Another common trait of the Tribolonotus lizards is the females have two ovaries, but only one functional oviduct (the right) and only lay one egg at a time. The left ovary must migrate to the right side of the body to release its egg. This way, one egg is retained inside the body until the first egg has hatched. Females can lay up to six eggs a year. Tribolonotus schmidti is the only species that is viviparous, but like its oviparous counterparts, bears one baby at a time. Eggs are oblong and leathery. They have a cracked appearance and are usually around 20mm long and 3-4 g in weight. Incubation lasts for 65-85 days. Hatchlings are quite small at 6-8 (TL) cm and 3-5 g (Russell, M.J, 1996). Mating behaviors are not well documented as they are fairly secretive lizards. Maternal care of eggs and hatchlings have been observed in T. gracilis as well as defensive vocalizations.
Vocalization and Maternal Care in T. gracilis
While defensive vocalizations and maternal care in scincids is known, T. gracilis may be the only species that vocalizes as a defense for their progeny. Several herpetologists from the Dallas zoo documented the maternal care in wild-caught T. gracilis and conducted analysis of both male and female vocalizations in 2001. Bi-monthly, observations were made after the females had laid eggs. Females were often found resting around their nests. When nests or eggs were disturbed, females would lunge with a gaping mouth and, at time, vocalize. When eggs were uncovered and left, they were found re-buried the next day. After hatching, daily observations showed that juveniles remained very close to or on the female for several weeks. Although males were left in the enclosure with the female and juvenile, they elicited neither defensive nor aggressive behavior (Hartdegen, Ruston et. al, 2001).
Hartdegen, et. al. also recorded the vocalizations of both male and female adults. To do this they physically manipulated the lizards to elicit a vocalization. The vocalizations were recorded and transferred to a computer for analysis. They found that both male and female vocalizations start and end with a sloppy range of sounds, followed by harmonics and ending again with a more randomized sound. Females had a slower rate (500 Hz) than males (775 Hz). Males had a slightly longer vocalization (.14 sec) than that of the females (.11 sec). In addition, males had a higher frequency range than females. Females, on the other hand, have a higher incidence of harmonics in their vocalizations. These differences did not have any correlation to size and thus there seems to be sexual-acoustical dimorphism (Hartdegen, Ruston et. al, 2001).
Species Specific Plasmodium Species in T. gracilis
A group of scientists from the Florida Museum of Natural History identified two species of plasmodium found in T. gracilis. Blood smears were conducted from eight skinks. These have been named Plasmodium gracilis and Plasmodium Tribolonotus. Although plasmodium ingest erythrocytes, they do not affect the shape of the cell. These species are only found in New Guinea and infect only T. gracilis (Telford, Sam R. et. al, 2005).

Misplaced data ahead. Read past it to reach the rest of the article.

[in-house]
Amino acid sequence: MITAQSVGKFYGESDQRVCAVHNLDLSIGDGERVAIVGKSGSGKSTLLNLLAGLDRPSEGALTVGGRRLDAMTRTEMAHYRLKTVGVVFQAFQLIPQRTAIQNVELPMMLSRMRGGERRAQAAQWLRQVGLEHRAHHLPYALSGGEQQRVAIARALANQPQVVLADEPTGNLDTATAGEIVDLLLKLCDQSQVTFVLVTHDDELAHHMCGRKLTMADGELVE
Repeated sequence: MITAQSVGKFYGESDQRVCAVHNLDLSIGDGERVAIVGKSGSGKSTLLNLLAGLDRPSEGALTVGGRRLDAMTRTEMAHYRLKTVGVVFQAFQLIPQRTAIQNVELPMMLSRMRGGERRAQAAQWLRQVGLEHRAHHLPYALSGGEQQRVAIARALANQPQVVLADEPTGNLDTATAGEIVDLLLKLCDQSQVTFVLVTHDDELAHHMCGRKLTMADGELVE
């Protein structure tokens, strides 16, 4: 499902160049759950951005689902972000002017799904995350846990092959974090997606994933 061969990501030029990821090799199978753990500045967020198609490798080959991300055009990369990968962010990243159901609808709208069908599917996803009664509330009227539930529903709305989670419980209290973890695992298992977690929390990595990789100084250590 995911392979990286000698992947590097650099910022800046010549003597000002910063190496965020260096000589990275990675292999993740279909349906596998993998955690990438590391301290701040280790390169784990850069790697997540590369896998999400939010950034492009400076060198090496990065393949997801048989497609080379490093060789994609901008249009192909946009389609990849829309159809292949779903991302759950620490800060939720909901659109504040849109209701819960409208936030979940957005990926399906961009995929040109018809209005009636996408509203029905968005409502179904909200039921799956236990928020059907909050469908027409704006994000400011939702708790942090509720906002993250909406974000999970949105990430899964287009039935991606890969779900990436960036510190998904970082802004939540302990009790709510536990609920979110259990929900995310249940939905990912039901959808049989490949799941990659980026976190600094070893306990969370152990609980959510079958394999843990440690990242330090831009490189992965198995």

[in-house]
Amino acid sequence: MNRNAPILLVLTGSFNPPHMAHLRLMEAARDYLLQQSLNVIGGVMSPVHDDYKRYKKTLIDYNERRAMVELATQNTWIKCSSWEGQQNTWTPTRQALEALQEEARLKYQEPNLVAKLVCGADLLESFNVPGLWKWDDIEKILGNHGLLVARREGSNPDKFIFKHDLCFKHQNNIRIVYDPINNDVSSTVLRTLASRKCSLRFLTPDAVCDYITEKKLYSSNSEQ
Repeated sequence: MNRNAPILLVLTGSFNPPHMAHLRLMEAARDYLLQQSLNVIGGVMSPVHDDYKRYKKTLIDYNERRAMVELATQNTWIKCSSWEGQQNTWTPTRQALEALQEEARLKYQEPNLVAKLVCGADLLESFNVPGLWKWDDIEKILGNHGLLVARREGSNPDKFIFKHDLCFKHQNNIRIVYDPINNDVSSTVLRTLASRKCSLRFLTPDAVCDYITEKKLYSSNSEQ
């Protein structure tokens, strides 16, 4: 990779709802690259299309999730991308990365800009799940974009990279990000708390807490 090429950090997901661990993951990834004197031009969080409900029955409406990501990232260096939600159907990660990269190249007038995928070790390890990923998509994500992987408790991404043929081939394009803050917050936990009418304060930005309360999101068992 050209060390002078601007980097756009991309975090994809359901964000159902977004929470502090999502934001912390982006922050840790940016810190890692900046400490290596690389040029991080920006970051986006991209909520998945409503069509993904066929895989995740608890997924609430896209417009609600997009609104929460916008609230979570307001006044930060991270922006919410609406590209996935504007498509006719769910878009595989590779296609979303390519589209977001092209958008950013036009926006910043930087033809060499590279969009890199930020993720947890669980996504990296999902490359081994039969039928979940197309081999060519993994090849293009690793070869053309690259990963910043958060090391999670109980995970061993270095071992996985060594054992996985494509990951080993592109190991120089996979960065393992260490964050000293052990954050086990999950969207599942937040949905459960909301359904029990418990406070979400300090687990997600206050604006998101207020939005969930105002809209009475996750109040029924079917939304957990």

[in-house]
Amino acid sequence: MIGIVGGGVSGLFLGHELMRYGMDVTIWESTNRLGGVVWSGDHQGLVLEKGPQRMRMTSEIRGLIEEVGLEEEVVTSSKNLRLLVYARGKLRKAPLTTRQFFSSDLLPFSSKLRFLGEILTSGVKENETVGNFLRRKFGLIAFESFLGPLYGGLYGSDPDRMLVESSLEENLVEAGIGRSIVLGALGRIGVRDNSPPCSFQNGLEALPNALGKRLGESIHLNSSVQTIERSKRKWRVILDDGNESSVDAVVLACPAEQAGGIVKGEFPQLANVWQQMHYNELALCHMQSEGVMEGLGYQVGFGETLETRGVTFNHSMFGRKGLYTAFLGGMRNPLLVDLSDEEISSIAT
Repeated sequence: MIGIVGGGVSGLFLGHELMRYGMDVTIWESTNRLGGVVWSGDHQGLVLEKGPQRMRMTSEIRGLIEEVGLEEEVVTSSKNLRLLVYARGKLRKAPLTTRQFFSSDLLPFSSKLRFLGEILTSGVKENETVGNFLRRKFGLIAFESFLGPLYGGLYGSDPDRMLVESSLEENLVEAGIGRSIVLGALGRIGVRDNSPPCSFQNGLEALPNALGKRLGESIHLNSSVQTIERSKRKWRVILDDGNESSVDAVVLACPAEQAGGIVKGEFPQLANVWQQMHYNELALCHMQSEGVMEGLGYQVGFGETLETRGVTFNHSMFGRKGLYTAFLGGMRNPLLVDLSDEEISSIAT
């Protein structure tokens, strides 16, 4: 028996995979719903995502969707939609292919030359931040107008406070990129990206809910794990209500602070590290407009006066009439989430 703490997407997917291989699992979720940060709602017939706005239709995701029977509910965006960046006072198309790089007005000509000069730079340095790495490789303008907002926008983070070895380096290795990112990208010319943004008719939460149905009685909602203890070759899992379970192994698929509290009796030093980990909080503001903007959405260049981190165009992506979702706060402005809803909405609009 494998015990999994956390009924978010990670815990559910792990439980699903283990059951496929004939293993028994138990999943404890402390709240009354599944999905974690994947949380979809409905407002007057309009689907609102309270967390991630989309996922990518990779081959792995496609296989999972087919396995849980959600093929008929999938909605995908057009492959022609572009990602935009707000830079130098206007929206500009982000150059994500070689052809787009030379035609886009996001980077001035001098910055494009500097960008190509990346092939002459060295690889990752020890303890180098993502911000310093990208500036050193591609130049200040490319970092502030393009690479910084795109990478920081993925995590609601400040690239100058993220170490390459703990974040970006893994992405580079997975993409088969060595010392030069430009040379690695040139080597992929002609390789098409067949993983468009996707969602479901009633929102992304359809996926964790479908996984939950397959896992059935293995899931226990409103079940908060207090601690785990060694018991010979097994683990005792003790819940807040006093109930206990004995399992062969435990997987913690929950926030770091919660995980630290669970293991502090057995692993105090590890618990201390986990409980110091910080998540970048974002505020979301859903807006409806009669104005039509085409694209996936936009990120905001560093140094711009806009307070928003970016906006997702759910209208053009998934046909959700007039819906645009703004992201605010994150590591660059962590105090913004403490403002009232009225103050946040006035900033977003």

Captive Care of T. gracilis and T. novaeguineae
Tribbies are small low maintenance animals that make great pets. A pair or trio can be kept in a 20 gallon-long aquarium. This being said, males should only be housed with females; males have been known to be territorially aggressive toward other males. Although they do fine with a medium sized bowl, they make full use of a large water pan they can swim in. In fact, they can sometimes be seen resting fully submerged for great lengths of time. They do best on a moist substrate such as peat or sphagnum moss. According to Dean Carguillo*, the substrate where they are found in New Guinea stays relatively wet all year round. Therefore in captivity, it is best to try to mimic this which will aid in keeping their environment at 70-80% humidity. Being secretive lizards, they do best with plenty of hides which can be as simple as strips of cork bark. They also make use of live plants and leaf litter as shelter. These skinks require UVA and UVB even though they rarely bask. In captivity, they will readily eat most invertebrates available (crickets, mealworms, bee moths, etc.). Breeding these lizards are relatively simple; they breed during the wet season and therefore can be induced my misting frequently and increasing the humidity. Eggs hatch well whether left with the female or incubated separately. In captivity, they can be accustomed to handling in which defensive vocalizations become less frequent. Anecdotal observations suggest that these lizards may also “play dead (animal remaining limp and immobile)” up to an after being handled although neither I nor anyone I know directly has ever observed this behavior. Most individuals in captivity are wild caught. While this is slowly changing, there are not many that breed these individuals and Tribbies do not lay large clutches.
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Cogger, Harold G. “A New Scincid Lizard of the Genus Tribolonotus From Manus Island, New Guinea.” Zoologische Medelingen. 47:16 (1969): 202-211.
Greer, A. E. and F. Parker. “ A New Species of Tribolonotus (Lacertilia: Scincidae) from Bougainville and Buka, Solomon Islands, With Comments on the Biology and Evolution of the Biology of the Genus.” Breviora. 291 (1968): 1-23.